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Online ISSN 1827-174X
Maglione M., Biasotto M., Scuor N., Schmid C.
Background. This experimental work came out from clinic observations. The deal is to check the factors that can provoke the fracture of the more commonly in oral surgery used burrs, and then reduce the correlated risks to this event. Besides a fracture surface characterisation is done to point out the presence of production and/or stoking defects that can alter the structure.
Methods. Four batches of new surgical burrs (type Lindemann) were examined for a total of 40 samples. The first batch was used as control, the other three were submitted to 5, 10 and 20 sterilisation cycles respectively. Before each cycle disinfectant washing was done. All the samples were then mechanical tested (four point bending test) for the determination of the ultimate tension strength. The fracture surfaces were observed at SEM; a comparison with that of burrs broken during surgery operations was done.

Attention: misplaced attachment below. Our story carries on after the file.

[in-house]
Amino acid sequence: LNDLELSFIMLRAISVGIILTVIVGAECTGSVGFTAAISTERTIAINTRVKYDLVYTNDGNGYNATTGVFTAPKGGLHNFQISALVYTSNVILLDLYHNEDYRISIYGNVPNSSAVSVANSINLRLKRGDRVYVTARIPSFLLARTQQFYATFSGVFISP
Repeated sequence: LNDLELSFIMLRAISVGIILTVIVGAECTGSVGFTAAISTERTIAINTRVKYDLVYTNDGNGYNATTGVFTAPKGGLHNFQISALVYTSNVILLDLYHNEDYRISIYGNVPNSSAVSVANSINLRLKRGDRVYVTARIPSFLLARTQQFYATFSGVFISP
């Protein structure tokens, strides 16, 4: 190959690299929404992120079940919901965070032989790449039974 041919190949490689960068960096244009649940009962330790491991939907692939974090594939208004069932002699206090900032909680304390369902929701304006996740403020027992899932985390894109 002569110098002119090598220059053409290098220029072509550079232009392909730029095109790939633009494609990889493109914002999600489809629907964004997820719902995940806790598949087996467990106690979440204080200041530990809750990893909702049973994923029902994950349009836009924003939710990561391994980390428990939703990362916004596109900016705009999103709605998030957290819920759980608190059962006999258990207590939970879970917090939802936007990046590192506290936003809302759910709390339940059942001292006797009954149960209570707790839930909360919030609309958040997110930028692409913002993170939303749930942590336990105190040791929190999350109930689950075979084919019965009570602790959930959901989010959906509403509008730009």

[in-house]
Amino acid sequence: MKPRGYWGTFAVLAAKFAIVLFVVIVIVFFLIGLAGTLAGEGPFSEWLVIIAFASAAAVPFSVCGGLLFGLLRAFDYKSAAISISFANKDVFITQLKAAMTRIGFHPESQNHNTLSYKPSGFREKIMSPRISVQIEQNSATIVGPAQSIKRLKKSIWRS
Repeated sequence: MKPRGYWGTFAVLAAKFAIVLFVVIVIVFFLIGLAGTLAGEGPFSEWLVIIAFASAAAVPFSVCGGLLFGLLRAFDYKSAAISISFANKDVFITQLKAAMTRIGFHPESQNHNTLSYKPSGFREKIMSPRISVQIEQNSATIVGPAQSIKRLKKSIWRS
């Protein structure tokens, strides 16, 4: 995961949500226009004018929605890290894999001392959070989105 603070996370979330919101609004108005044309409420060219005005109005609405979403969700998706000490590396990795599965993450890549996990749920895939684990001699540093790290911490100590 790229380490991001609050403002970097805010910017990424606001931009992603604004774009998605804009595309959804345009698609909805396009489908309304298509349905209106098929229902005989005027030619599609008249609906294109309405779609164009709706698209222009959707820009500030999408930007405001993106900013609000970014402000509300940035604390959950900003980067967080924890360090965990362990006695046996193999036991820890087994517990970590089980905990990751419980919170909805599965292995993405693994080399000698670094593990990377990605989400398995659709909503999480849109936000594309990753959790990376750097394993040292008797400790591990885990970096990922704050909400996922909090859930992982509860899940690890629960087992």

Results. The new burrs did not show working defects. The washing and sterilisation processes did not provoke any corrosion attack.
Conclusions. No significant differences among the batches were detected from the mechanical tests as well as from micrographic observations.